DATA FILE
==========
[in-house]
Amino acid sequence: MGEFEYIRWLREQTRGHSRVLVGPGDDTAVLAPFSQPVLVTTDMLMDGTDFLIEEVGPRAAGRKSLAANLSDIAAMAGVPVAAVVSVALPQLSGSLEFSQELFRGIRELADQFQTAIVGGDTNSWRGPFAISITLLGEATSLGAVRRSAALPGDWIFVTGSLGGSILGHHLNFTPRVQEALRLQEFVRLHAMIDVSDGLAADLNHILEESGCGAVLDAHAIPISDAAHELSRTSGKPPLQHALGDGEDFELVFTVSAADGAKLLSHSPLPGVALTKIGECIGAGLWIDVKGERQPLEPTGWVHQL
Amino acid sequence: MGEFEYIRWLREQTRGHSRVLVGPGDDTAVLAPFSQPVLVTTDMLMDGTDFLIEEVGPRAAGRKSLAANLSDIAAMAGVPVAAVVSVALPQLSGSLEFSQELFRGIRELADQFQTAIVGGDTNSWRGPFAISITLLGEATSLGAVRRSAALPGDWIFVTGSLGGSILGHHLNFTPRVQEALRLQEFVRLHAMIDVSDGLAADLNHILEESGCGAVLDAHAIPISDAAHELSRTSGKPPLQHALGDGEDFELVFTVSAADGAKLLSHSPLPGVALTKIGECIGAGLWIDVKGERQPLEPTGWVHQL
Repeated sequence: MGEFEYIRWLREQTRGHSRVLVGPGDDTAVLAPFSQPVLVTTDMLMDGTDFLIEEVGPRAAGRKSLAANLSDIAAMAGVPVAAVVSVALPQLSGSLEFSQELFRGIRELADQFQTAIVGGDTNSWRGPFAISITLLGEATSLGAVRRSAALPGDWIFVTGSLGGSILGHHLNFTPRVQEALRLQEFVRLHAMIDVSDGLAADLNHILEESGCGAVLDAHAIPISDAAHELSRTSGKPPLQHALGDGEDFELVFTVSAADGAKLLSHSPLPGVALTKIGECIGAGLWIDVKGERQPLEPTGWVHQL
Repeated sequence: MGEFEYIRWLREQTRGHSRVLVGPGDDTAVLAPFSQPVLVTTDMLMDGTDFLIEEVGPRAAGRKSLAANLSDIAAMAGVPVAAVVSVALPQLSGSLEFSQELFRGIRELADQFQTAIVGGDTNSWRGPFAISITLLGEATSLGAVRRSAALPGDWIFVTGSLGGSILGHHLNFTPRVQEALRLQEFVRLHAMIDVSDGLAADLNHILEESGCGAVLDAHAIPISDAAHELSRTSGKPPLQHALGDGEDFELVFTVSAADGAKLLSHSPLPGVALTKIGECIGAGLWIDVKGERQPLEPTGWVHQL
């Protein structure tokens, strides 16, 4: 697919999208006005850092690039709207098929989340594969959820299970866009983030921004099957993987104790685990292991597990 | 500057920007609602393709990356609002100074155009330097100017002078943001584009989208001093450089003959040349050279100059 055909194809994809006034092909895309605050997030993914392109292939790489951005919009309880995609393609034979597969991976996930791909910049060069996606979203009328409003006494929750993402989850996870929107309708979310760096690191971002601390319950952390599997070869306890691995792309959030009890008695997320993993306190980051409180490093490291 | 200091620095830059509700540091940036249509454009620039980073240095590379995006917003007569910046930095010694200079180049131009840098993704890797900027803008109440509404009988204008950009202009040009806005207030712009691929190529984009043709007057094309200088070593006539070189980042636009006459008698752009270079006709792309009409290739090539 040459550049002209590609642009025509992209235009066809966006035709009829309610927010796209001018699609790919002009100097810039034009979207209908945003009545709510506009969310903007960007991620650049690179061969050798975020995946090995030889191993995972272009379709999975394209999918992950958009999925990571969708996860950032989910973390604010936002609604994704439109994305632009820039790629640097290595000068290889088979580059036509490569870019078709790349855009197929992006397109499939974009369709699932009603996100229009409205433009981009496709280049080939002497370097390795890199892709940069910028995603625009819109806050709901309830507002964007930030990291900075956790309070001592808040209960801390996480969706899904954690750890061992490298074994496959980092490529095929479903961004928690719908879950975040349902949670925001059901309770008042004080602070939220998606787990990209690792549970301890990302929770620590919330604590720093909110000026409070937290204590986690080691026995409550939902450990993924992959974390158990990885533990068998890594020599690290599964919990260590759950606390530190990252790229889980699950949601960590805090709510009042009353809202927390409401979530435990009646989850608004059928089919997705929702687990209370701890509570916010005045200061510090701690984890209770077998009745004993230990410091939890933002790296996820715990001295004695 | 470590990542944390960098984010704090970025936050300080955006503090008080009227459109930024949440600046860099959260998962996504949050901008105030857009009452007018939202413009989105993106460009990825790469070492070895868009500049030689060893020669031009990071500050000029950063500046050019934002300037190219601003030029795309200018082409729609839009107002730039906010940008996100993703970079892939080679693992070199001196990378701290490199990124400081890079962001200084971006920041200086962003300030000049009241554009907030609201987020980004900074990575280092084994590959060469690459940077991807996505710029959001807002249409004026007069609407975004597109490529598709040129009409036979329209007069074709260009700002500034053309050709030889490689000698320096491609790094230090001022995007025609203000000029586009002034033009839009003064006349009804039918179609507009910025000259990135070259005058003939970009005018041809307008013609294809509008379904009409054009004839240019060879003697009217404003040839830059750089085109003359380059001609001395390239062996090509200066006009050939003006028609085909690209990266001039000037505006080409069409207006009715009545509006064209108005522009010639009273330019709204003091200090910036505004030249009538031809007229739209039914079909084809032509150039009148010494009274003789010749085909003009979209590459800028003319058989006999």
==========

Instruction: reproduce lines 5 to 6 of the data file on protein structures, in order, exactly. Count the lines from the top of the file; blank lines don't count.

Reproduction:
Repeated sequence: MGEFEYIRWLREQTRGHSRVLVGPGDDTAVLAPFSQPVLVTTDMLMDGTDFLIEEVGPRAAGRKSLAANLSDIAAMAGVPVAAVVSVALPQLSGSLEFSQELFRGIRELADQFQTAIVGGDTNSWRGPFAISITLLGEATSLGAVRRSAALPGDWIFVTGSLGGSILGHHLNFTPRVQEALRLQEFVRLHAMIDVSDGLAADLNHILEESGCGAVLDAHAIPISDAAHELSRTSGKPPLQHALGDGEDFELVFTVSAADGAKLLSHSPLPGVALTKIGECIGAGLWIDVKGERQPLEPTGWVHQL
């Protein structure tokens, strides 16, 4: 697919999208006005850092690039709207098929989340594969959820299970866009983030921004099957993987104790685990292991597990 | 500057920007609602393709990356609002100074155009330097100017002078943001584009989208001093450089003959040349050279100059 055909194809994809006034092909895309605050997030993914392109292939790489951005919009309880995609393609034979597969991976996930791909910049060069996606979203009328409003006494929750993402989850996870929107309708979310760096690191971002601390319950952390599997070869306890691995792309959030009890008695997320993993306190980051409180490093490291 | 200091620095830059509700540091940036249509454009620039980073240095590379995006917003007569910046930095010694200079180049131009840098993704890797900027803008109440509404009988204008950009202009040009806005207030712009691929190529984009043709007057094309200088070593006539070189980042636009006459008698752009270079006709792309009409290739090539 040459550049002209590609642009025509992209235009066809966006035709009829309610927010796209001018699609790919002009100097810039034009979207209908945003009545709510506009969310903007960007991620650049690179061969050798975020995946090995030889191993995972272009379709999975394209999918992950958009999925990571969708996860950032989910973390604010936002609604994704439109994305632009820039790629640097290595000068290889088979580059036509490569870019078709790349855009197929992006397109499939974009369709699932009603996100229009409205433009981009496709280049080939002497370097390795890199892709940069910028995603625009819109806050709901309830507002964007930030990291900075956790309070001592808040209960801390996480969706899904954690750890061992490298074994496959980092490529095929479903961004928690719908879950975040349902949670925001059901309770008042004080602070939220998606787990990209690792549970301890990302929770620590919330604590720093909110000026409070937290204590986690080691026995409550939902450990993924992959974390158990990885533990068998890594020599690290599964919990260590759950606390530190990252790229889980699950949601960590805090709510009042009353809202927390409401979530435990009646989850608004059928089919997705929702687990209370701890509570916010005045200061510090701690984890209770077998009745004993230990410091939890933002790296996820715990001295004695 | 470590990542944390960098984010704090970025936050300080955006503090008080009227459109930024949440600046860099959260998962996504949050901008105030857009009452007018939202413009989105993106460009990825790469070492070895868009500049030689060893020669031009990071500050000029950063500046050019934002300037190219601003030029795309200018082409729609839009107002730039906010940008996100993703970079892939080679693992070199001196990378701290490199990124400081890079962001200084971006920041200086962003300030000049009241554009907030609201987020980004900074990575280092084994590959060469690459940077991807996505710029959001807002249409004026007069609407975004597109490529598709040129009409036979329209007069074709260009700002500034053309050709030889490689000698320096491609790094230090001022995007025609203000000029586009002034033009839009003064006349009804039918179609507009910025000259990135070259005058003939970009005018041809307008013609294809509008379904009409054009004839240019060879003697009217404003040839830059750089085109003359380059001609001395390239062996090509200066006009050939003006028609085909690209990266001039000037505006080409069409207006009715009545509006064209108005522009010639009273330019709204003091200090910036505004030249009538031809007229739209039914079909084809032509150039009148010494009274003789010749085909003009979209590459800028003319058989006999």